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Developing larger scale work

Until now, I have worked extensively with graphite on 90 gsm pergamenata paper. I work with this surface predominantly for its translucent quality, making it good for layering drawings. Layering enables the drawings to interact with each other in response to natural light, changing character throughout the day, and aligns with ideas that built environments reveal themselves to us over time through light and shadow.

I have good material knowledge of the capacities and limitations of this paper. It is surprisingly strong and accepts repetitive addition and removal of graphite marks really well. It doesn’t, however, respond well to wet materials or moisture. As a result, large scale installation methods have not yet enabled installation over long periods of time as the paper prefers the protection of glass, as tested with smaller scale framed works.

One of the aims for this studio residency is to address this issue, with initial ideas to test fabric as drawing surface. To approach this problem, I proposed working on paper on a smaller scale at my home studio, alongside working on a larger scale at AHH Studio Collective. The intention was that results from each may inform the other and this has proven to be a good way forward.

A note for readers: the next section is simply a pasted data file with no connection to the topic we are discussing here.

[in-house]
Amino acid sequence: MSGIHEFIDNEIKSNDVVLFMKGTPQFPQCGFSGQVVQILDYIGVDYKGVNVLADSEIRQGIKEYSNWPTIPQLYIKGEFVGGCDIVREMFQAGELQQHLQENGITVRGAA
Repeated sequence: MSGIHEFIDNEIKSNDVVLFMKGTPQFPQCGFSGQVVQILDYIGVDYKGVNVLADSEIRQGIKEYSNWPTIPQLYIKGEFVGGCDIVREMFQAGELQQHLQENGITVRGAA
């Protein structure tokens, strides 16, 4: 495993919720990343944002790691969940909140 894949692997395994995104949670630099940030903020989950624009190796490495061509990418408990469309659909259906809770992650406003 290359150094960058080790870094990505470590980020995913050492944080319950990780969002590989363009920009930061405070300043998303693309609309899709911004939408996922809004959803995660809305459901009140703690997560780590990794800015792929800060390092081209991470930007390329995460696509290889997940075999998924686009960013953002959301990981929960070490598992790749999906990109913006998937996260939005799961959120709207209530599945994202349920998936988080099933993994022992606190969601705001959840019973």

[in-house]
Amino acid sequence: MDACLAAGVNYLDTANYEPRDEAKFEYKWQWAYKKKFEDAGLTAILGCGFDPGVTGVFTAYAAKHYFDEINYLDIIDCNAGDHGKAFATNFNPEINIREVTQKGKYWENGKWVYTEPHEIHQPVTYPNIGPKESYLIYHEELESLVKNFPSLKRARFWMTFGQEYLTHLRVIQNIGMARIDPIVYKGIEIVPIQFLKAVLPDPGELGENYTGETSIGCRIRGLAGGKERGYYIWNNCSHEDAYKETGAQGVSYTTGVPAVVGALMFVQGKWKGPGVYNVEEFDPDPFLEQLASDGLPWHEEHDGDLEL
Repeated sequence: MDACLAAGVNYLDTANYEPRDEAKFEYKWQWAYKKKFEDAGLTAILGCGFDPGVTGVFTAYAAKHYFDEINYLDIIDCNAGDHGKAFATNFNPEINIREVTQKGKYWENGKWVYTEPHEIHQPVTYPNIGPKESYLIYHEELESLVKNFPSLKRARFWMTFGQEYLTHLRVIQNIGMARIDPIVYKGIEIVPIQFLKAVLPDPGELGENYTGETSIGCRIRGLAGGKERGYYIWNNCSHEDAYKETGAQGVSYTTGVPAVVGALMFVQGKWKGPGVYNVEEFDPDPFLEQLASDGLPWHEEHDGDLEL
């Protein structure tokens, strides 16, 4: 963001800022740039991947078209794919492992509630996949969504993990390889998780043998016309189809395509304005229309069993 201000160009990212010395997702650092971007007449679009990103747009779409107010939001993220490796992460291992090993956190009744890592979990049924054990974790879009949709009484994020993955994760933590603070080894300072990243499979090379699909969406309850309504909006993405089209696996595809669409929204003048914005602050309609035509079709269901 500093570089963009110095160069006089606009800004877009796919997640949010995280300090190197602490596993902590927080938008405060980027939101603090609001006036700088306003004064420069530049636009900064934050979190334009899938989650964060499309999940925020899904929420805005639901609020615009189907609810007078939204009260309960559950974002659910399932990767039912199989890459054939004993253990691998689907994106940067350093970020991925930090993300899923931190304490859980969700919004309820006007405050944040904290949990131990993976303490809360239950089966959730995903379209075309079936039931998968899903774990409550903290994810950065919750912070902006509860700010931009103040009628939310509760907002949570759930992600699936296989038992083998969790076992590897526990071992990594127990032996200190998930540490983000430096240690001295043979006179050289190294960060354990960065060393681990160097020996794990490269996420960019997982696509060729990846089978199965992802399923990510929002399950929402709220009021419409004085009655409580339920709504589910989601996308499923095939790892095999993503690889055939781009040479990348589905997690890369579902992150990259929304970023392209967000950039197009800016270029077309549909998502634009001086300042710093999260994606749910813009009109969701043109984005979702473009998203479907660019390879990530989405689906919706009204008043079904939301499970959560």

Firstly, I chose to explore working with charcoal instead of graphite, as initial exploratory tests worked better on sheer fabric, and began by seeking to develop ways to manipulate charcoal on pergamenata paper, my preferred choice. Previous attempts have been problematic as the surface held charcoal too well for removal or manipulation. Building on ideas introduced in Kate Boucher’s brilliant book on the subject, I developed ways to work with masks that are now working well with this paper. Results bring a more tonal shadow-like, even ‘painterly’, quality to the drawings, producing outcomes that feel elusive.

Secondly, with more space and light at AHH, I began testing new configurations of my existing steel frame, as well as new, more reliable, ways to hang the surface, starting with pergamenata as this was to hand. Documenting tests to think about between visits proved helpful and revealed possible ways to install the larger scale layers of charcoal drawings on pergamenata that produced more stable outcomes. Testing this approach not only enabled a more active, bodily experience of the drawings but also brought flexibility to adjust scale and composition according to the space. Current stability tests (on 205 x 107.5 x 55 cm frame) are so far proving successful and may enable continued use of my preferred paper material, rather than moving to fabric.

Having the time and space for research and experimentation, problem solving, testing methods and analysing results, has uncovered unexpected ways to think about impacts of exterior light on interior spaces. In addition, new installation approaches have introduced ideas around the exterior and interior of the drawing.

Note

Boucher, K (2021). Drawing with Charcoal. The Crowood Press Ltd.


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